This sounds like a really simply one-to-many relationship. For SQL Server, I would write this like: CREATE TABLE Devices ( DeviceID INT , DeviceName nvarchar(255) ); CREATE TABLE Cards ( CardID INT , CardName nvarchar(255) , DeviceID INT ); CREATE TABLE Ports ( PortID INT , PortName nvarchar(255) , CardID INT ); INSERT ...


8

Yes, that's the way it's defined.


8

You're right on the money with the possible candidate keys, vikkyhacks. Overlapping candidate keys are composite (consist of more than one attribute) candidate keys with at least one attribute in common. So your overlapping candidate keys are NM and NO (they share N). Additional explanation of the above, originally left in comments: All overlapping ...


8

This is a great question. Normalization beyond BCNF is extremely hard to understand. Hopefully I can provide an answer that makes sense. I struggled with these concepts for over 20 years before finally making sense of them thanks to Fabian Pascal's Practical Database Foundation Series. The example provided is an EmpRoleProj R-table that looks like so: ...


8

1. Provided that sku and item_number will always hold unique values I consider that you have come to the answer yourself by means of the identification of item_number as an optional attribute (or column at the implementation phase), i.e., determining that it does not apply to all the product occurrences (rows). Therefore, from a logical point of view, it ...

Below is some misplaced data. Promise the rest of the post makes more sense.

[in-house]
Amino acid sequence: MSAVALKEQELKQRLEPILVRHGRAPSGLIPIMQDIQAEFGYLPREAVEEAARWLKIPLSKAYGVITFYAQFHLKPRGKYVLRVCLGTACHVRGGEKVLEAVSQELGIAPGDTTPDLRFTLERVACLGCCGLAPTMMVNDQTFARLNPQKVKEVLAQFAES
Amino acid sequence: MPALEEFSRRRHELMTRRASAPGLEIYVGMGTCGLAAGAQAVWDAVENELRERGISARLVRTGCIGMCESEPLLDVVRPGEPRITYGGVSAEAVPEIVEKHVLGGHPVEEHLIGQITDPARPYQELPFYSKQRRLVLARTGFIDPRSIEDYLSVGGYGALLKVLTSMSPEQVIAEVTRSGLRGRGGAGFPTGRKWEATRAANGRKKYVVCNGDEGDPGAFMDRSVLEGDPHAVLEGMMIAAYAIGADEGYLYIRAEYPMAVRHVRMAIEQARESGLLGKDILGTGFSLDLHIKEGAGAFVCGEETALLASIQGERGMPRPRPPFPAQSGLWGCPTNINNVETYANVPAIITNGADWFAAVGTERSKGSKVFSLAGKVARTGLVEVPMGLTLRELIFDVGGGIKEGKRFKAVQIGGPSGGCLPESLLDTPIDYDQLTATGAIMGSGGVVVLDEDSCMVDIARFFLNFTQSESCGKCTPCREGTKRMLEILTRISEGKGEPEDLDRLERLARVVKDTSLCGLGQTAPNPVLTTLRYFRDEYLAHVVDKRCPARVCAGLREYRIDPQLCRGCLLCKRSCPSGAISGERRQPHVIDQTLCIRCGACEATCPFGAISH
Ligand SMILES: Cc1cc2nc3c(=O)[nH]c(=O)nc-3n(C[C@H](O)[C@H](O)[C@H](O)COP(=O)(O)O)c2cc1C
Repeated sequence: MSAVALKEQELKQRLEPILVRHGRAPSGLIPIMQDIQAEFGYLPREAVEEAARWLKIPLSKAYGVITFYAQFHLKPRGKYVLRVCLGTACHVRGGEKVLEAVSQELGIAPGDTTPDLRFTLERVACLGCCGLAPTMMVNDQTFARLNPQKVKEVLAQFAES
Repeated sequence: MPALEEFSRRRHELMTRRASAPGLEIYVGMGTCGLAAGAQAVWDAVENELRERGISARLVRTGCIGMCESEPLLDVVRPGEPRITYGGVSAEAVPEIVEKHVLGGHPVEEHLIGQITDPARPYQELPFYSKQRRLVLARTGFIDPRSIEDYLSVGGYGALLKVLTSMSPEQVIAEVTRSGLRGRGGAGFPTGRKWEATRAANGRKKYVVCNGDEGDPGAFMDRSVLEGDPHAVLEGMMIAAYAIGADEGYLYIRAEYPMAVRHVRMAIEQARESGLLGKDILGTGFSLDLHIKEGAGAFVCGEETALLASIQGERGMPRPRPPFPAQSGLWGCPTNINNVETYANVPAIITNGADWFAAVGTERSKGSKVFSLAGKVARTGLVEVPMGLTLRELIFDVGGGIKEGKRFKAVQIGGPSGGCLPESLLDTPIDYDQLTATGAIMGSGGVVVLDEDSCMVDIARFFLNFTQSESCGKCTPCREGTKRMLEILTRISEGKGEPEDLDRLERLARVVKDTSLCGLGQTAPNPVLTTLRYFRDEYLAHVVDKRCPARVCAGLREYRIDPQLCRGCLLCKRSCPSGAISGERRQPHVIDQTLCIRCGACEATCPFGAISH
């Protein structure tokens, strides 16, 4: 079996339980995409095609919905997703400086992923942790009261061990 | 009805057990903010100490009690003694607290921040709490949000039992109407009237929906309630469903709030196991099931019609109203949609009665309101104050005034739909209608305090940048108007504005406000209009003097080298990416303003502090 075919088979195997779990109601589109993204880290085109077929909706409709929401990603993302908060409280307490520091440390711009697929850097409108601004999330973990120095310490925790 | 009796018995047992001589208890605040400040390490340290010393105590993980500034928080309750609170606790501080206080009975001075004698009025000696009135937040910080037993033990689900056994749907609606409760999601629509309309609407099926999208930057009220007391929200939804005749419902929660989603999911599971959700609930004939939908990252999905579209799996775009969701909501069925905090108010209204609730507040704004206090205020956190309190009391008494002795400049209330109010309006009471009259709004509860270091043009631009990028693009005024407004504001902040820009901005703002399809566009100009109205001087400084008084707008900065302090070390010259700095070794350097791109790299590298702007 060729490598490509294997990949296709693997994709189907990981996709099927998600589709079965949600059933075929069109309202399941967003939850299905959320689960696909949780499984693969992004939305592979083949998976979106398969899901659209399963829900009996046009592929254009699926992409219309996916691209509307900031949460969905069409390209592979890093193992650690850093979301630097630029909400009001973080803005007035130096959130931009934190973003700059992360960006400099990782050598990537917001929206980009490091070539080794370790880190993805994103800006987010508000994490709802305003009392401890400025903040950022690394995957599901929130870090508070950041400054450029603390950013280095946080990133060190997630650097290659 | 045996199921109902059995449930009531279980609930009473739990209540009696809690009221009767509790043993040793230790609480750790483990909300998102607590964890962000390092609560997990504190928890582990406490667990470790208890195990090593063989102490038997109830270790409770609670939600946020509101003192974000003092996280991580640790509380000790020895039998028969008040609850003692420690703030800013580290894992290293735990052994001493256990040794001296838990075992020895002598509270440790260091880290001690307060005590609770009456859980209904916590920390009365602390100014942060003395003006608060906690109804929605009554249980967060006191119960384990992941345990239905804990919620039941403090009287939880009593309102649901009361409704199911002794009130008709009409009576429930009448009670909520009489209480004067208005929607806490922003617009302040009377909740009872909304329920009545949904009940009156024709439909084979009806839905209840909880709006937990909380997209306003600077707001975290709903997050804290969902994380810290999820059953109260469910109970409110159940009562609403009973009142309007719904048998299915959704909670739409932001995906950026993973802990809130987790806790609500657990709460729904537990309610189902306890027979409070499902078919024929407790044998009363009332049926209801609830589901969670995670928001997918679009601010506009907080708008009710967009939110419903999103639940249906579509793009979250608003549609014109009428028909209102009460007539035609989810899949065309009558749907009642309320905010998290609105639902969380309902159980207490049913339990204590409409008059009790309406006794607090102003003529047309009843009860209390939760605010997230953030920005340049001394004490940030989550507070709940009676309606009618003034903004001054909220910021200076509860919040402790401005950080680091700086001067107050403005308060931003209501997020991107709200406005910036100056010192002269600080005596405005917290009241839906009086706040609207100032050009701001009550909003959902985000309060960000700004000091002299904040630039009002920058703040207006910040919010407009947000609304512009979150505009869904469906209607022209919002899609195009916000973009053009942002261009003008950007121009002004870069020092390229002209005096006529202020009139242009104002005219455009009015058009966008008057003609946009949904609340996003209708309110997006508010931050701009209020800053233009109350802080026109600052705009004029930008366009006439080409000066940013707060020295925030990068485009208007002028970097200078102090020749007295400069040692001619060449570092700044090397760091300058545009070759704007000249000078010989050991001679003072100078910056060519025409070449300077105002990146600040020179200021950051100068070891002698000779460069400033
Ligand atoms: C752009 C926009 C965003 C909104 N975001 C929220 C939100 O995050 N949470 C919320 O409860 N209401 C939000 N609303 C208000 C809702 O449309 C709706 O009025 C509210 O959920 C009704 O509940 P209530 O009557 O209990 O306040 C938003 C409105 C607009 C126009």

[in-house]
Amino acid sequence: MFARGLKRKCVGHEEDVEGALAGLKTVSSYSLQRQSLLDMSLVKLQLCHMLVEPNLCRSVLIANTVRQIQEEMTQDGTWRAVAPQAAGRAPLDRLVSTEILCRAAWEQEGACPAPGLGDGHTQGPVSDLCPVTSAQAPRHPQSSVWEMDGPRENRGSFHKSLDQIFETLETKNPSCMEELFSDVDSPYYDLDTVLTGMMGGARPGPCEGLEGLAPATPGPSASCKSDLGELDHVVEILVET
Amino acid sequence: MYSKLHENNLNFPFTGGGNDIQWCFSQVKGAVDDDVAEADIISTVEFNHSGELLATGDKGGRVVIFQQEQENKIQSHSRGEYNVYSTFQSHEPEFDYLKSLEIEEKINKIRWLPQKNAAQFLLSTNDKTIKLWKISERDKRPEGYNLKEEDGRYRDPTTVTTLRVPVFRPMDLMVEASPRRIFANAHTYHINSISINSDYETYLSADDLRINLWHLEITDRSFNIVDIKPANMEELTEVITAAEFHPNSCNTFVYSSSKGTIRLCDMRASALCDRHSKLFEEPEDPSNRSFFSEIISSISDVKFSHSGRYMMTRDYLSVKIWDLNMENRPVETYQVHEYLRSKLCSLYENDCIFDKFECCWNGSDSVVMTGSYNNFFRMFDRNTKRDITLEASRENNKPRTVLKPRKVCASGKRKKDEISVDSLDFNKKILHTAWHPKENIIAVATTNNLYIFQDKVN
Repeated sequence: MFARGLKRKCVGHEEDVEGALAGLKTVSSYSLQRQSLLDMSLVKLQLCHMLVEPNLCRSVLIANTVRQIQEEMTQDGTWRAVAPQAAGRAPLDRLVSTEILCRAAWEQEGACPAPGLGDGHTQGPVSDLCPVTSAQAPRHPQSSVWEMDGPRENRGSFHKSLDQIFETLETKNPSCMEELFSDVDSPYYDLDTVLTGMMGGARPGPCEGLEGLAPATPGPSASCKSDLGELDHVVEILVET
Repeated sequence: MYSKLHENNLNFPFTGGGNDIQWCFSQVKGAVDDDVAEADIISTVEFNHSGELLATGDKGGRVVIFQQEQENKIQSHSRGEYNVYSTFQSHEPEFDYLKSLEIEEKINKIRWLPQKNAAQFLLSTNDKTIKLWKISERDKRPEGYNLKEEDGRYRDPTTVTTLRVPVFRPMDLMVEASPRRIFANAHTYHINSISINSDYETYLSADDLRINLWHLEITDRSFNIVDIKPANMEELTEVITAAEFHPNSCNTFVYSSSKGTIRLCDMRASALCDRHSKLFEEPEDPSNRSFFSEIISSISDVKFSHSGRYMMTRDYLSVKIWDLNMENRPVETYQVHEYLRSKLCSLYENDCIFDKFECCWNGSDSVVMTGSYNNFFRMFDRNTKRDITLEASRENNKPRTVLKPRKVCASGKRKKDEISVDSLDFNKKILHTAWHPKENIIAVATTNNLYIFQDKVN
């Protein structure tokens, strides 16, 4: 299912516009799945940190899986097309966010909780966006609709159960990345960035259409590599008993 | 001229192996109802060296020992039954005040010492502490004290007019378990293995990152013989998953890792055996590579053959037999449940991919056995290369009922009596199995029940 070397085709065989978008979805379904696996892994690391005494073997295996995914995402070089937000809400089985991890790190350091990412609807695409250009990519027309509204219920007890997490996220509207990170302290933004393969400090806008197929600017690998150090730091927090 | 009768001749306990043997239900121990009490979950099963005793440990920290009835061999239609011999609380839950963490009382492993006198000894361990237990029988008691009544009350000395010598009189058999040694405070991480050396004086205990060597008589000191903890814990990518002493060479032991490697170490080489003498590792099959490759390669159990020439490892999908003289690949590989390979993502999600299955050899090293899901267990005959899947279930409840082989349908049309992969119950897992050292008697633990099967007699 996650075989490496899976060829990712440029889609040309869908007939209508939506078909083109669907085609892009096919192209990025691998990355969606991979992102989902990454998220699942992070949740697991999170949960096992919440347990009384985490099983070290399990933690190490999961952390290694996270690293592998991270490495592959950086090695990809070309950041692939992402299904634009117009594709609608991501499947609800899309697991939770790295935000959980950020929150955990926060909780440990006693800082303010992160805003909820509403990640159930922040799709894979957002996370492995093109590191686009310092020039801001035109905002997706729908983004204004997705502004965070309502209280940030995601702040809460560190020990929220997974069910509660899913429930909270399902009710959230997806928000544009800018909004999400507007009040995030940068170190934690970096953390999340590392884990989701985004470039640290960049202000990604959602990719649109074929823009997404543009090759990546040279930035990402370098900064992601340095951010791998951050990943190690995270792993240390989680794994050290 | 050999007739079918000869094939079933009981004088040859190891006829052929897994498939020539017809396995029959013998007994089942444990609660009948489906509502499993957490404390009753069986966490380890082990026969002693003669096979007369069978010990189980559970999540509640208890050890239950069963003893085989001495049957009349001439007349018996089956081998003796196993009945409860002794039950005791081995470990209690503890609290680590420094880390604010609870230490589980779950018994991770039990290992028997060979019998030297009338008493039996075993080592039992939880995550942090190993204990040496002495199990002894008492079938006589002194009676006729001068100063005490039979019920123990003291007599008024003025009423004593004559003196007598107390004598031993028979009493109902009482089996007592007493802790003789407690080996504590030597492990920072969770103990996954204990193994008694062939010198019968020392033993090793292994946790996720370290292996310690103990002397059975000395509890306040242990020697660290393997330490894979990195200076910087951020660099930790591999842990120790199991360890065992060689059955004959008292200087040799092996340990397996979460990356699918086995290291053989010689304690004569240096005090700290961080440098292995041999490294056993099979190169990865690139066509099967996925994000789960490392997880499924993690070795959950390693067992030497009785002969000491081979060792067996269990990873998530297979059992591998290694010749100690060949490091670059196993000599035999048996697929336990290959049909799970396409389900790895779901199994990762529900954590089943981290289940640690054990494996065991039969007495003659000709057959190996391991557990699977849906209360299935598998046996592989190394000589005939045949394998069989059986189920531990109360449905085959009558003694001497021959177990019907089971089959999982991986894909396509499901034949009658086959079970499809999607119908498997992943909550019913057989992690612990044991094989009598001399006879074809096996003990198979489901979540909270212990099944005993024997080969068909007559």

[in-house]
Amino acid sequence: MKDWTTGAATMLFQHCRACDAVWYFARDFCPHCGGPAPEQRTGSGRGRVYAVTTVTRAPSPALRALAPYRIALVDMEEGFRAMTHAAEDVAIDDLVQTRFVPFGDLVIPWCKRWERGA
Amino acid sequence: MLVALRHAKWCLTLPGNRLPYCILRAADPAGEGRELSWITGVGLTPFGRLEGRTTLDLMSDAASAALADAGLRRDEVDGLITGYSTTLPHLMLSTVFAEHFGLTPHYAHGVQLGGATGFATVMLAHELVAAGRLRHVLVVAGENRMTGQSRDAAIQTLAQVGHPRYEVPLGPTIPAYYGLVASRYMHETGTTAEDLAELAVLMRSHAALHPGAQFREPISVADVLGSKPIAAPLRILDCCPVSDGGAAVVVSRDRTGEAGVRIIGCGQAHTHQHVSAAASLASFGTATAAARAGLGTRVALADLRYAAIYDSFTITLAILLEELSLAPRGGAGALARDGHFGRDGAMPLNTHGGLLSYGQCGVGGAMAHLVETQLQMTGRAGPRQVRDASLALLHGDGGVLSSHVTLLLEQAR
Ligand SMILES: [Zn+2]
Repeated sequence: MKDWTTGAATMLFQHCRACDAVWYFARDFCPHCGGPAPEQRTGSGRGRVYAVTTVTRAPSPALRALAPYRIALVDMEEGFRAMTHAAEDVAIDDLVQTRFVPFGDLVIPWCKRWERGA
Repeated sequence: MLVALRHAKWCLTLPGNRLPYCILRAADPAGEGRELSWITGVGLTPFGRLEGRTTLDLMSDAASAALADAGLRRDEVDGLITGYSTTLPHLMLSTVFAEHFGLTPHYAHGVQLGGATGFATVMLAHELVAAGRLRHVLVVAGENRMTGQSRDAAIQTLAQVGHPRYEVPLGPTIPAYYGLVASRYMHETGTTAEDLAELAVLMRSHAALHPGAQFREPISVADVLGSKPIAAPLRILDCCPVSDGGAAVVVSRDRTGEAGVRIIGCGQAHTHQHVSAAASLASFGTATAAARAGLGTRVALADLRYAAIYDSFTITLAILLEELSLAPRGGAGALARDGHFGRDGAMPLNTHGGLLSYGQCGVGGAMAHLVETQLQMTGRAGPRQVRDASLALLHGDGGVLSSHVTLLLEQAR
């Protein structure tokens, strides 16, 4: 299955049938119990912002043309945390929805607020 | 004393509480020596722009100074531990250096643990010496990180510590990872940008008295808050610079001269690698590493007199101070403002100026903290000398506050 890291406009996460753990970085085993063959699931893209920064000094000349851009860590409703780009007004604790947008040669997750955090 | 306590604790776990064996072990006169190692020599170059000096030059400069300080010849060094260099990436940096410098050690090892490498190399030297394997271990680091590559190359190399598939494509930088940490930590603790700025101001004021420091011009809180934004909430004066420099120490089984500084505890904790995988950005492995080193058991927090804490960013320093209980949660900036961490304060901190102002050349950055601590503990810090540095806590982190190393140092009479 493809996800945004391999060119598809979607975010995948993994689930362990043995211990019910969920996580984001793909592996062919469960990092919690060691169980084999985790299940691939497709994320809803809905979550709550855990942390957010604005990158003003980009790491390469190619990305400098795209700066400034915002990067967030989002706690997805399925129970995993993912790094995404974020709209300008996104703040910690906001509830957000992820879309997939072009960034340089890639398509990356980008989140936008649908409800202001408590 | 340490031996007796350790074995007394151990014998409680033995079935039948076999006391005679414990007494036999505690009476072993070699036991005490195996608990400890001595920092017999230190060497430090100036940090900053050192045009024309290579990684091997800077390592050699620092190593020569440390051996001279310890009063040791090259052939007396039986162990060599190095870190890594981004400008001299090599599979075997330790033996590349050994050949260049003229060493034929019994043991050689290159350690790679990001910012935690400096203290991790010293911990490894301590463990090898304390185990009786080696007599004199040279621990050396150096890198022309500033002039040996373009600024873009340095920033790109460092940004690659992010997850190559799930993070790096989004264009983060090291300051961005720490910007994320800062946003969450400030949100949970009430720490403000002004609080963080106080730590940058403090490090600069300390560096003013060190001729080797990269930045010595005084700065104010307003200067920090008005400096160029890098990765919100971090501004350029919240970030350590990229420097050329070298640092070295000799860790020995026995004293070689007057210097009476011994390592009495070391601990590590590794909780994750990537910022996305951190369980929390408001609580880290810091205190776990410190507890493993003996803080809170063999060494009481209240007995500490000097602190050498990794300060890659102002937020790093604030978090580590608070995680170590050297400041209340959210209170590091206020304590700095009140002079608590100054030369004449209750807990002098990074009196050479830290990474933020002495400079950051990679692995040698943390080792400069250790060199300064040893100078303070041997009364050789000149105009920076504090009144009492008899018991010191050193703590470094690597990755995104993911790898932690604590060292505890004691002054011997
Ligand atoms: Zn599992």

7

You would be better to rewrite the query as: SELECT payments.* FROM customers JOIN payments ON payments.id_customer = customers.id WHERE customers.id_project = 5 While this seems less concise and a good query planner will see what you are trying to do and run your correlated sub-query as the above join instead, a bad query planner may end up ...


7

Normalization is a goal only when it supports your data model well enough to warrant it. It is meant to be a guide to allow growth, management and maintainability. Remember that the book on normalization, nor its writer are going to build or maintain your database or its application. A good read on the subject of "too much normalization" is here. And, yes ...


7

To answer your question, yes normalization is needed. Common sense is a relative term and is open to interpretation. RDBMS's have been around since the 1970's. Normalization has been put into use on countless projects over the past 30 years, much to the benefit of the applications being developed. The most complex time-consuming problems I have worked ...